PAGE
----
Dubai Business Activity Barely Grows With Restrictions Reimposed
(Bloomberg) -- Non-oil companies in Dubai increased output for the second month in a row in January but the uptick was marginal in the emirate where authorities have reimposed some restrictive measures imposed to curb the spread of Covid-19.
The non-oil private sector economy in the Middle East’s business hub improved fractionally last month, according to IHS Markit. While its Purchasing Managers’ Index fell to 50.6 in January from 51 last month, driven by a decrease in output and new orders, the gauge still remained above the 50 mark that separates growth from contraction.
Employment figures in Dubai showed an uptick for the first time in about a year, and at the quickest pace in 14 months as companies expressed optimism toward future business. The overall employment indicator was still below the 50 mark.
“Despite sales growth near-stalling, non-oil companies in Dubai increased output for the second month in a row in January,” wrote David Owen, economist at IHS Markit. “With confidence for 2021 also improving due to the rapid vaccine roll-out in the UAE, employment rose for the first time in nearly a year, after the pandemic drove record declines during the second quarter of 2020.”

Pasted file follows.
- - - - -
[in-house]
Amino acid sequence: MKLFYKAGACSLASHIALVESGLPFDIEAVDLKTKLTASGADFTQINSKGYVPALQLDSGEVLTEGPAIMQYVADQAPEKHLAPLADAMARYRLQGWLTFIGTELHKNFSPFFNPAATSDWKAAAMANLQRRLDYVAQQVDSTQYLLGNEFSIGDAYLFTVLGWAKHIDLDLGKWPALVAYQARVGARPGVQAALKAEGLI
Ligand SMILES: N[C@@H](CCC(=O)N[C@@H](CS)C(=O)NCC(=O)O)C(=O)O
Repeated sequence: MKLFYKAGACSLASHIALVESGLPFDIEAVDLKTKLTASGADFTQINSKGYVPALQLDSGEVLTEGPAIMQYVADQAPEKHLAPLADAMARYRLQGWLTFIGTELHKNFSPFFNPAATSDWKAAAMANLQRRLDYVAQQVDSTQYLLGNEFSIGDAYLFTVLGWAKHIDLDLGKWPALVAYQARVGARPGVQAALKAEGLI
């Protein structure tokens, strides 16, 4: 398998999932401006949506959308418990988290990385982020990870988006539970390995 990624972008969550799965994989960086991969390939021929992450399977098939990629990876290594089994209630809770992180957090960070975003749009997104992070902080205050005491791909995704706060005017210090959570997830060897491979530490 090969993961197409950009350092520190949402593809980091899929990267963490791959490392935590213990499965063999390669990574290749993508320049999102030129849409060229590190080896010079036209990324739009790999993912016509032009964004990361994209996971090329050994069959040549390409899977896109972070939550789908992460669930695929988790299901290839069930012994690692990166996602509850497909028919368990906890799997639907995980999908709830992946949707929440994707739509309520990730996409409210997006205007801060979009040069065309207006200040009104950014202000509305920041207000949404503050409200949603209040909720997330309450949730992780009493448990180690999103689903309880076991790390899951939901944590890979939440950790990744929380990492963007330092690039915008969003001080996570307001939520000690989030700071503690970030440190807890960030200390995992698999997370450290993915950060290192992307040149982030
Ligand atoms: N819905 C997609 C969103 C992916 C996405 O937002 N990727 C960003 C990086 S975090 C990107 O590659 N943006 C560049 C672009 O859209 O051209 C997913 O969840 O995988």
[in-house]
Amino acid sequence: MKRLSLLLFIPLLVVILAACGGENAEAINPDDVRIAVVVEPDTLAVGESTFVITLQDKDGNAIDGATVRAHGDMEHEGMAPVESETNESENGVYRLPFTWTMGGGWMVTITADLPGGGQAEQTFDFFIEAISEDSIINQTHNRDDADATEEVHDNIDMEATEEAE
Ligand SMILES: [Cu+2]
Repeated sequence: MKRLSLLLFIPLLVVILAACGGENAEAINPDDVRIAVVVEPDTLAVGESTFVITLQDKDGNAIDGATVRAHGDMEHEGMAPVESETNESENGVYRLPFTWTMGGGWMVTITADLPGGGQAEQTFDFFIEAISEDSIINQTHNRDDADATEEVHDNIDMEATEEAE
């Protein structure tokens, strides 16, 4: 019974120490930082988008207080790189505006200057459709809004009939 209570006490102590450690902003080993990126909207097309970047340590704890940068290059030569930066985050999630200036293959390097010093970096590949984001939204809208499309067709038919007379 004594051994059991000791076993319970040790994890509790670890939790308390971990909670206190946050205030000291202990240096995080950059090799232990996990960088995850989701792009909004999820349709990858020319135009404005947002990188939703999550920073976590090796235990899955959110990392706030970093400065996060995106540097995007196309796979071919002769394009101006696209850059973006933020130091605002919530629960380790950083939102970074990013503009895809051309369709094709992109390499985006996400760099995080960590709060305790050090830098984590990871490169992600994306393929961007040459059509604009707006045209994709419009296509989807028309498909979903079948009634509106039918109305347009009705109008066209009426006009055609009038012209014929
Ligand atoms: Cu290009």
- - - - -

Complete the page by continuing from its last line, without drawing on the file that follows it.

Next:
More from IHS Markit:
- Almost all sectors reported growth, except for travel and tourism, which saw a drop in business fueled by tighter global travel restrictions.
- The wholesale and retail sector was the top performer and primary driver for employment.
- Some companies cited increasing client demand and optimism was at the highest since September but still at one of the weakest levels on record.
- The demand side was weak as sales growth softened to the slowest at the current eight-month sequence of expansion.
- Input costs dropped for the first time in six months, at the fastest rate since April.
“Uncertainty surrounding the near-term economic outlook and the prospect of tighter pandemic measures meant that output expectations across Dubai’s non-oil sector remained subdued in January, despite picking up from the end of 2020,” Owen wrote.
©2021 Bloomberg L.P.